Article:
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Step 4a of the original paper describing the Lin-Kernighan TSP algorithm states that the choice of edge $x_i = (t_{2i}, t_{2i+1})$ to be deleted is uniquely determined by the choice of edge $y_{i-1} = (t_{2i-1}, t_{2i})$ previously added. Helsgaun elaborates on this by saying:

"... only one of these makes it possible to ‘close’ the tour (by the addition of $y_i$). The other choice results in two disconnected subtours"

Can somebody explain why this is the case, and how to tell which choice of $x_i / t_{2i}$ given some $y_{2i-1}$ is correct?

I have an idea (that I'm not sure is correct) of a way to test if a tour contains disconnected subtours*, but doing so would force you to build a tour $T'$ from $T, X, Y$ at every step of a k-opt move, which is inefficient.


*if tour is a list of cities containing a disconnected subtour then some city must be visited twice, so you could do something like len(set(tour)) == len(tour) in python

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    $\begingroup$ This question reminds me of a question I asked a couple of months ago or.stackexchange.com/questions/6729/… $\endgroup$
    – fontanf
    Apr 19, 2022 at 21:53
  • $\begingroup$ Interesting. Did you make any progress? $\endgroup$
    – llilibbou
    Apr 20, 2022 at 14:50
  • $\begingroup$ No, but I didn't spend a lot of time on it $\endgroup$
    – fontanf
    Apr 20, 2022 at 15:00

2 Answers 2

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It might help to refer to Figure 3(a) in the Lin-Kernigan paper. Assume that you started out with the tour oriented so that the nodes were visited in the order $$t_1 \rightarrow t_2 \rightarrow \dots \rightarrow t_4 \rightarrow t_3 \rightarrow \hat{t} \dots -\rightarrow t_1,$$where $\hat{t}$ is the unlabeled endpoint of the $y_2$ edge opposite $t_4.$ You choice of $y_1$ put the focus on node $t_3,$ forcing you to choose for deletion one of the two edges ($(t_3, t_4)$ or $(t_3, \hat{t})$) incident to $t_3$ and present in the original tour. The key is that $t_4$ occurs between $t_2$ and $t_3$ in the original tour, and $\hat{t}$ does not. You are going to add the edge $y_1 = (t_2,t_4)$ to the tour. If you leave $(t_3,t_4)$ in the tour while adding $y_1$, you end up with a subtour $$t_2\rightarrow \dots \rightarrow t_4 \rightarrow t_3 \rightarrow t_2$$ (the last arc courtesy of $y_1$).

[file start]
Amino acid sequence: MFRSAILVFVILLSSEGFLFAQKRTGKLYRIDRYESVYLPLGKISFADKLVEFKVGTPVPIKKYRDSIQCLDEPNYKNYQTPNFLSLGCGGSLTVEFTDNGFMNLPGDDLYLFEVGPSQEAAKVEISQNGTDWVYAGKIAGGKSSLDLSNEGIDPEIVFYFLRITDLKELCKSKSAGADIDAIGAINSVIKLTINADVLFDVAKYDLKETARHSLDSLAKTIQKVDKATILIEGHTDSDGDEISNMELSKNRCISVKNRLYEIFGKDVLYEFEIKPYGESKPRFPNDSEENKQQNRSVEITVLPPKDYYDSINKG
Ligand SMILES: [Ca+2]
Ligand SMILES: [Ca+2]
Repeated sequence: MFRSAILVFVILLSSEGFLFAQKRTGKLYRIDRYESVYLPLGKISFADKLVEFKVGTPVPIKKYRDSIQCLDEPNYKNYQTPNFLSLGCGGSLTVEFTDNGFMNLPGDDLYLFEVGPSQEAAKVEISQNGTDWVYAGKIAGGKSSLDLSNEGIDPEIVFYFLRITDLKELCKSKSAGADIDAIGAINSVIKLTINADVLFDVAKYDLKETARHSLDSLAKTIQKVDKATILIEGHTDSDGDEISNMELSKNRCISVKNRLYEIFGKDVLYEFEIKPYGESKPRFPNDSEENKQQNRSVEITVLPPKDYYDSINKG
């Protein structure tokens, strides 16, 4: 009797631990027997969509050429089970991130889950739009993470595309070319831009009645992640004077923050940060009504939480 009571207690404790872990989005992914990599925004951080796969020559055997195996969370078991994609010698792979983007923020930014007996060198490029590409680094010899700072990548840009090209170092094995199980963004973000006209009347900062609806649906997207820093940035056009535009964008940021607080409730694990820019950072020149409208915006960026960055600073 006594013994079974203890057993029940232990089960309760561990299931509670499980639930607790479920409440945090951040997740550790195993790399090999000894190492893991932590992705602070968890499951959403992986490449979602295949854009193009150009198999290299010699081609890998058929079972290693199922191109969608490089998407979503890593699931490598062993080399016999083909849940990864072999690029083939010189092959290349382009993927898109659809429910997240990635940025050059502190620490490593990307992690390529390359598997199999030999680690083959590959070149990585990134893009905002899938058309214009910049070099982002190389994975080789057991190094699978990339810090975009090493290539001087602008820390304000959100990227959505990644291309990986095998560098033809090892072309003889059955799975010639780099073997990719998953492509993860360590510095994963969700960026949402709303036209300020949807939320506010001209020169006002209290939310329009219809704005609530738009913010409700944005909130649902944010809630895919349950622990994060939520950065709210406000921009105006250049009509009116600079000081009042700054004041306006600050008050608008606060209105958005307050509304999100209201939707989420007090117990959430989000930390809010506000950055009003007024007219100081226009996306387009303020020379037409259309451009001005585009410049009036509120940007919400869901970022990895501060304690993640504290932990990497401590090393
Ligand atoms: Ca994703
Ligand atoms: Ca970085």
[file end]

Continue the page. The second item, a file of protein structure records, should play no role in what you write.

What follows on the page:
More generally, if you delete an arc $t_i \rightarrow t_j$ and add an arc $t_j \rightarrow t_k$, then the arc incident at $t_k$ that you delete is the one whose other endpoint was between $t_j$ and $t_k$ before the changes when the tour is oriented $t_i \rightarrow t_j \rightarrow \dots \rightarrow t_k \rightarrow \dots \rightarrow t_i.$

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  • $\begingroup$ Thanks! I get the impression that the best approach is to apply swaps $x_i, y_i$ as they come, rather than only maintaining $X, Y$, to make it easier to check which side of the tour some $t_{2i}$ belongs to. $\endgroup$
    – llilibbou
    Apr 20, 2022 at 14:53
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    $\begingroup$ Let's say that you number the nodes in initial tour from 1 to $n$, and let $x_h$ be the number assigned to node $t_h$. When you are looking at deleting arc $t_i \rightarrow t_j,$ compute new numbers $y_h = x_h - x_i (\textrm{mod } n),$ which results in $y_i = 0,$ $y_j = 1$ and $y_k > 1.$ Now you just have to pick the neighbor $t_\ell$ of $t_k$ for which $y_\ell \le y_k.$ That should make shopping for swaps pretty easy. Once you execute a swap, though, you have to renumber the tour (reset the $x_h$ values). $\endgroup$
    – prubin
    Apr 20, 2022 at 15:42
  • $\begingroup$ Thank you, that makes perfect sense $\endgroup$
    – llilibbou
    Apr 21, 2022 at 11:02
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In Section 5.3 of

K. Helsgaun, General k-opt submoves for the Lin-Kernighan TSP heuristic. Mathematical Programming Computation, 1(2-3):119-163 (2009).

it is demonstrated how the feasibility of a k-opt move can be determined in O(k log k) time.

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  • $\begingroup$ Great! I think this answers my question $\endgroup$
    – fontanf
    Apr 24, 2022 at 17:04

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